Ring, for its part, has said that much of the reason it had given employees access to these videos is to help train Ring's software to better recognize objects. Unbeknownst to their clients, the Ring employees allegedly watched and shared among each other videos of customers going about their daily lives, including "kissing, firing guns, and stealing".
Of more concern is the Ring's alleged practice of giving its U.S. executives and engineers "highly privileged" access to the company's support system, allowing them to look up customers by email address and access all of their cameras. Thanks to a report from The Intercept, Ring customers should be more anxious about the company's employees watching them than anyone else.
"We implement systems to restrict and audit access to information", Ring said. The source also claims that Ring unnecessarily gave engineers and executives in the US access to the technical support video portal the company operated, which gave those people unfiltered, around the clock access to live video feeds from some customer cameras with no regard to whether the Ring employees needed access to that data for their job.
The Intercept's sources said that the engineers spy on their colleagues' feeds and tease one another about the dates they would bring home.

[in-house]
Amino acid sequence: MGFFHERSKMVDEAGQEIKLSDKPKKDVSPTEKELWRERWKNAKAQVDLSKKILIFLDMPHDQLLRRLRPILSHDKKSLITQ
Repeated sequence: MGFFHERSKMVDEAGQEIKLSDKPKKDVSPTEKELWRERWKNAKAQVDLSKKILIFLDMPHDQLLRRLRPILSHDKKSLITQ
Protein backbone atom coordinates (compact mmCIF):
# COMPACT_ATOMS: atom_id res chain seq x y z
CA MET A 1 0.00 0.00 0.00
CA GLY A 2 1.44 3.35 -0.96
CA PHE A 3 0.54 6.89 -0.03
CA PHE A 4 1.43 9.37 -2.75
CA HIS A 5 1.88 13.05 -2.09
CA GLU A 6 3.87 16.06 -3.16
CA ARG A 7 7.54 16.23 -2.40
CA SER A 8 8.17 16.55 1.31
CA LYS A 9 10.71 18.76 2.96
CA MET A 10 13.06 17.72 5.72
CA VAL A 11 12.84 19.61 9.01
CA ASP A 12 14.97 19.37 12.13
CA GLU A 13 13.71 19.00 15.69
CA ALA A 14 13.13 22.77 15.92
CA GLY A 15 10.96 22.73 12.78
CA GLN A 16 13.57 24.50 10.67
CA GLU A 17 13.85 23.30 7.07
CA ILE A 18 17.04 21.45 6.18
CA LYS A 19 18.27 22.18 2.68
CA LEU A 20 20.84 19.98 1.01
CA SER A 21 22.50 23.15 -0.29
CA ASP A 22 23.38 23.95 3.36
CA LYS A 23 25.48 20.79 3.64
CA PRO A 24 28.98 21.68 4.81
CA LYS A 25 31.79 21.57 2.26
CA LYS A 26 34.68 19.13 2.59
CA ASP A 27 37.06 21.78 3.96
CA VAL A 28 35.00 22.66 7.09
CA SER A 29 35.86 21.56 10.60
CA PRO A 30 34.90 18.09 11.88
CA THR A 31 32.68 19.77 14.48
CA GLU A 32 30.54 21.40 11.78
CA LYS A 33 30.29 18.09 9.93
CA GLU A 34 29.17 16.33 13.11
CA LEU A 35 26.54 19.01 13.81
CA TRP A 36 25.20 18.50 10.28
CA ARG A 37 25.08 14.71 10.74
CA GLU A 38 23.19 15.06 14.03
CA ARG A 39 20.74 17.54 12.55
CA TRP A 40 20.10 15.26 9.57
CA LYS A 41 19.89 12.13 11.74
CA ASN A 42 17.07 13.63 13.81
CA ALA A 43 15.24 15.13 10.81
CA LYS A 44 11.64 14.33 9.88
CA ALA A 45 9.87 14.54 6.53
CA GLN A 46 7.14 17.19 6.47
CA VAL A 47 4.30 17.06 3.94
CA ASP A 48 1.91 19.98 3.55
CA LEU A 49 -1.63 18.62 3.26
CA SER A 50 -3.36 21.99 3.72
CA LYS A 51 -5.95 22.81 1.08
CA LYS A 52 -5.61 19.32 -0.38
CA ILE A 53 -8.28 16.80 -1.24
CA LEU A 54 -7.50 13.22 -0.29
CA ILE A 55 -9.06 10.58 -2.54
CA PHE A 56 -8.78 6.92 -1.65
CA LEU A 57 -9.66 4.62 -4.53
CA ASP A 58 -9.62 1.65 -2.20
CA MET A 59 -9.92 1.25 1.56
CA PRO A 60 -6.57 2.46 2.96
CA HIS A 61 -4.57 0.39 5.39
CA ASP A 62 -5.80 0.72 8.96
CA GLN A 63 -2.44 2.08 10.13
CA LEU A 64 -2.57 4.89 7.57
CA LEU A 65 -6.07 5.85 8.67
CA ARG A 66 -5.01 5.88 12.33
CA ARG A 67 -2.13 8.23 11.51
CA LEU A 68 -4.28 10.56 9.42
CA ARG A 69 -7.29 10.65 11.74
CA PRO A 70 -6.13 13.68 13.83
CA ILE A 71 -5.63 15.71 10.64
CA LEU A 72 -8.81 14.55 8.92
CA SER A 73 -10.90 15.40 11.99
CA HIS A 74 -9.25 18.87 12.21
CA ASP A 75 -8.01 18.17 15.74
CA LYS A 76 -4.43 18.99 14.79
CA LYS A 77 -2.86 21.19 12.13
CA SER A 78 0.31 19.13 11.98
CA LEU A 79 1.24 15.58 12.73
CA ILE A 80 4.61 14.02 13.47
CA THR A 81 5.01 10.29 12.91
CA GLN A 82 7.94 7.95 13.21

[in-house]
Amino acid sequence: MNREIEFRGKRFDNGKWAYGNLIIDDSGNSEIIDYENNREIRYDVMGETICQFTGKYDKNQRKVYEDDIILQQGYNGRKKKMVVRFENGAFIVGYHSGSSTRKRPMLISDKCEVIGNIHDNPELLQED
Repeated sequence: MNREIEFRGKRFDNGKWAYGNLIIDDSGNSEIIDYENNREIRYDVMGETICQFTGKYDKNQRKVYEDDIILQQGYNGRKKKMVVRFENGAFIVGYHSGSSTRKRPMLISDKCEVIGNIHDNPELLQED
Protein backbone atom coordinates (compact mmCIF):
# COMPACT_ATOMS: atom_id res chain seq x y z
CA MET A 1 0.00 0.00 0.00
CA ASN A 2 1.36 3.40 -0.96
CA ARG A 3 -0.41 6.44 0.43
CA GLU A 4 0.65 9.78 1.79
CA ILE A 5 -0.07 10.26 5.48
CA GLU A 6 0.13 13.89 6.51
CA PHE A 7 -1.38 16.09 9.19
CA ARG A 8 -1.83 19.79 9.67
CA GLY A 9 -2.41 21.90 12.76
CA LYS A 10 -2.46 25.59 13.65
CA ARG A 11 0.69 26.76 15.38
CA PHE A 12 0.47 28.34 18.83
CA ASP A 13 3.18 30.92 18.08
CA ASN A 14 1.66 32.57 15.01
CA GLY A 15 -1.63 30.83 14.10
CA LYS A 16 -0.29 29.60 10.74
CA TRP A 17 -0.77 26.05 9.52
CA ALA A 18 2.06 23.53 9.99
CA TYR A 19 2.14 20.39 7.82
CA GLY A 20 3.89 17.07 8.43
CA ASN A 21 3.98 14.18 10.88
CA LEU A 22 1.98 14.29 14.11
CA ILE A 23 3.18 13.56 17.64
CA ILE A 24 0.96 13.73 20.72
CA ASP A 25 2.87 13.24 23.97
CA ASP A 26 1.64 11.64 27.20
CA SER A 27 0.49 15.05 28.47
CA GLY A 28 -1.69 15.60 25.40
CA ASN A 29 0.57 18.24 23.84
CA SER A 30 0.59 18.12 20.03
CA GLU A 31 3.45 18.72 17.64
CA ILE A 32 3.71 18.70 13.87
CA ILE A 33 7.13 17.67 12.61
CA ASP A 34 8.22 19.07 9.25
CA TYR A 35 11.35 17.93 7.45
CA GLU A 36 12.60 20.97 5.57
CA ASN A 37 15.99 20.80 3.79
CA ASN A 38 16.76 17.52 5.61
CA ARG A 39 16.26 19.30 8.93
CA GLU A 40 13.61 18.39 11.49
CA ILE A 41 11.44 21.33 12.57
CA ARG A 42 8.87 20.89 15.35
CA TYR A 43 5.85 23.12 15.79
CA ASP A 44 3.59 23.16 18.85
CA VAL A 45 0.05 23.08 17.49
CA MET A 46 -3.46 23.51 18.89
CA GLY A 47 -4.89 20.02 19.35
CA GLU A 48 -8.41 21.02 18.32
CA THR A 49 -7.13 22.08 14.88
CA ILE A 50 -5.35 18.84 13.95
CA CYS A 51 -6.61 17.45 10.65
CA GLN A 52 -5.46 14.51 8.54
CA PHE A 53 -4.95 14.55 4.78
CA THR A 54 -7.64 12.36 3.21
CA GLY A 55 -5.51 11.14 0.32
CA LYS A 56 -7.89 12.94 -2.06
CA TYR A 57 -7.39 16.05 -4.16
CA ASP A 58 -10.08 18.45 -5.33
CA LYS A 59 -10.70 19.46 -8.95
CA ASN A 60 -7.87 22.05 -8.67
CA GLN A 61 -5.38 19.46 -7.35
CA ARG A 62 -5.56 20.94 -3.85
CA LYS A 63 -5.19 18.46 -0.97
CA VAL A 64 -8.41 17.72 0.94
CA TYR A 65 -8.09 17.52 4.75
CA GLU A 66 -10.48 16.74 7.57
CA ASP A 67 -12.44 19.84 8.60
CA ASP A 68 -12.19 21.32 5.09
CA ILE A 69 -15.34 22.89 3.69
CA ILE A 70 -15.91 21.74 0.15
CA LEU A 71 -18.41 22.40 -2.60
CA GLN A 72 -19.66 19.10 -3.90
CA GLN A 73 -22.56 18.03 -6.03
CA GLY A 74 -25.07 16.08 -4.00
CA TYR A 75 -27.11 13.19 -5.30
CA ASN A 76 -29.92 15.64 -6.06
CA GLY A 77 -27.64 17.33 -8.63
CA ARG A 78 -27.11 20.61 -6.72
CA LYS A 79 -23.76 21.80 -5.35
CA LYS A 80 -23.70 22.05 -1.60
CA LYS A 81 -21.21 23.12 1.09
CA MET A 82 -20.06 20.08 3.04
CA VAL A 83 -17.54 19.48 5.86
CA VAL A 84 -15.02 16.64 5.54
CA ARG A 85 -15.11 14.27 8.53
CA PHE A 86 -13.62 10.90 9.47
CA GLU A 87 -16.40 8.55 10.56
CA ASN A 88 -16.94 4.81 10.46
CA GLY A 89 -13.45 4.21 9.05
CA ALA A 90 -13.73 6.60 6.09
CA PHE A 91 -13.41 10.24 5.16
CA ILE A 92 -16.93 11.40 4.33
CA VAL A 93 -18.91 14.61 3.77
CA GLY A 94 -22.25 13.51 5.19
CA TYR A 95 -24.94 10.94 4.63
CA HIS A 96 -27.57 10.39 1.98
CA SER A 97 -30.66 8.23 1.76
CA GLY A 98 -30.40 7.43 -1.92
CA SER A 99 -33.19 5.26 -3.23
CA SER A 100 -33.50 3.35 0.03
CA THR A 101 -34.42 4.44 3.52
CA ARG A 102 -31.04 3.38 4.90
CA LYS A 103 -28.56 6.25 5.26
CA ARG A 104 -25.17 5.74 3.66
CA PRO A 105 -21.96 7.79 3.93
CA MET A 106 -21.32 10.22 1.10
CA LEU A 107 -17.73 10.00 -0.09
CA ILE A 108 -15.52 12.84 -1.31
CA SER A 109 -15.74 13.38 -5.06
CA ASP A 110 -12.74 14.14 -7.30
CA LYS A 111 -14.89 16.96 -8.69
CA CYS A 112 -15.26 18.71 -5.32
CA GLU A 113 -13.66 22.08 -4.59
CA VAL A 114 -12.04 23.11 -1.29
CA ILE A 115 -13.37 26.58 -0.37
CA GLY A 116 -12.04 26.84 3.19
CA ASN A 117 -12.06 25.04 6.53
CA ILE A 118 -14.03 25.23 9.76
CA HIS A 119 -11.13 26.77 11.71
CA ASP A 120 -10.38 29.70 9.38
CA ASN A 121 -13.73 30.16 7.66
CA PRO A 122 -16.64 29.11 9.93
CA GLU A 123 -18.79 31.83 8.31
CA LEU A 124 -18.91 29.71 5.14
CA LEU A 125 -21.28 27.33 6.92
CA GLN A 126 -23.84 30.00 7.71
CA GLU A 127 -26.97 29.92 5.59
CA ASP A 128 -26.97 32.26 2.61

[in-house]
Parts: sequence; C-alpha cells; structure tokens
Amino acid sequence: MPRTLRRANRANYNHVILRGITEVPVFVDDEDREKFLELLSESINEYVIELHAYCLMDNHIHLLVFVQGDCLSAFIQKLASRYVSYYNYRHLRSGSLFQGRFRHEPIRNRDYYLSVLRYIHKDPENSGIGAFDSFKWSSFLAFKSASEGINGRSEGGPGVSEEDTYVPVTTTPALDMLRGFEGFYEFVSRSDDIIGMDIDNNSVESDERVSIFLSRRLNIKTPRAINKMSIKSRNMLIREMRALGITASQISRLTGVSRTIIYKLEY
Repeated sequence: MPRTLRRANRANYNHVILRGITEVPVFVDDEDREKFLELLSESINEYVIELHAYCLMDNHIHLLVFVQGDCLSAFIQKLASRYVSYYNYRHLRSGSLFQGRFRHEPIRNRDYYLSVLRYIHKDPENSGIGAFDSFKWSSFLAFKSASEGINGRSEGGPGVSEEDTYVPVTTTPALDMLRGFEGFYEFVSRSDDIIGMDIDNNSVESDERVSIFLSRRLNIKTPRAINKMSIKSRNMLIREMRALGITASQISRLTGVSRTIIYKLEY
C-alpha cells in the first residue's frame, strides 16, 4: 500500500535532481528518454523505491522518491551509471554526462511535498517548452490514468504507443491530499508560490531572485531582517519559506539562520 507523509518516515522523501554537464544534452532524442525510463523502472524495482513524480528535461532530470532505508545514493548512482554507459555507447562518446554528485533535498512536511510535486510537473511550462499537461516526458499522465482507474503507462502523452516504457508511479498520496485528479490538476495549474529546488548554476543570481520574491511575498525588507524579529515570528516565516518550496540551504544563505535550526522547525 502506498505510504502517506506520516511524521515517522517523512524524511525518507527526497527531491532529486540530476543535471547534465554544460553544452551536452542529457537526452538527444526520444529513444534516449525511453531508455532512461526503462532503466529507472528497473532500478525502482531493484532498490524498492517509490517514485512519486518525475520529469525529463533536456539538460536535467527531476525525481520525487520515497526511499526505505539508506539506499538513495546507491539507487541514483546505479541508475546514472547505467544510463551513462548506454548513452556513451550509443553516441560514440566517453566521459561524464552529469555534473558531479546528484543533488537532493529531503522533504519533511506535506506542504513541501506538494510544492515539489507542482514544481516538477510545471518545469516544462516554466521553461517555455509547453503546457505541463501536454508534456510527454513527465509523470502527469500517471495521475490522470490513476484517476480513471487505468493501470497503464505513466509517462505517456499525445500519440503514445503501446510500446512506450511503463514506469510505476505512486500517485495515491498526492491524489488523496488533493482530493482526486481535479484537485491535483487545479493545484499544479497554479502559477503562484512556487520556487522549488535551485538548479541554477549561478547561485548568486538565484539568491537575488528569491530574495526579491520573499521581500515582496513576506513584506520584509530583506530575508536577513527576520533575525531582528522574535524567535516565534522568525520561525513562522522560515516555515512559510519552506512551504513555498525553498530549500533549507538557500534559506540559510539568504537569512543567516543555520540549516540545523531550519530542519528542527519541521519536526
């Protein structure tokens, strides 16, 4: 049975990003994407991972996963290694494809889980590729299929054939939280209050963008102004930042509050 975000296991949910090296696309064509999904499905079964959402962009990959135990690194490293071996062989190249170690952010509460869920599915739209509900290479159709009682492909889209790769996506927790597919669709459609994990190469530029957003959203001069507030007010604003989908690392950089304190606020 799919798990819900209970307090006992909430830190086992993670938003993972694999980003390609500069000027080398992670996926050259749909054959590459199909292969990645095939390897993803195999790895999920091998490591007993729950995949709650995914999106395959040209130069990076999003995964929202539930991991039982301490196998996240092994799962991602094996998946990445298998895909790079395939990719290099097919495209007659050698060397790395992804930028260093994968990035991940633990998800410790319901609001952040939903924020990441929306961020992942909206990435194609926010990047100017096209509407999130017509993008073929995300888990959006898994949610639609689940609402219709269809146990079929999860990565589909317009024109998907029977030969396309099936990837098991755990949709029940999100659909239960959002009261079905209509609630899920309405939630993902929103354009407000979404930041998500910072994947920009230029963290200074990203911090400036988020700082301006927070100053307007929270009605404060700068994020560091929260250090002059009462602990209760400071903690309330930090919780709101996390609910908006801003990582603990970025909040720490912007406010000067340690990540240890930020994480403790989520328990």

All that's apparently required to tap into the live feeds is a customer's email address. In December, The Information reported that the company gave its engineers in Ukraine access to video histories via Amazon's S3 cloud, which contained all the videos ever captured by its products. Ring is a manufacturing company responsible for producing smart doorbells and cameras. Using a corresponding database, those same employees could link specific video files to the owner's Ring account.
Privacy concerns are mounting over internet-connected smart home devices after a video doorbell company owned by Amazon was found to have been quietly revealing "unfiltered, round-the-clock" user videos to a team of researchers in Ukraine. Amazon acquired Ring at $1billion on February 2018.
We take the privacy and security of our customers' personal information extremely seriously. It's not clear that participants in the Neighbors app are aware that their videos are being reviewed manually by Ring's "data operators" in Ukraine.
A Ring spokesperson told The Intercept that the videos used to improve its service are sourced from "publicly shared Ring videos from the Neighbors app", as well as from Ring customers that have consented to such use. We hold our team members to a high ethical standard and anyone in violation of our policies faces discipline, including termination and potential legal and criminal penalties.
California-based Ring first caught the spotlight with a failed quest for funding about five years ago on reality television show Shark Tank.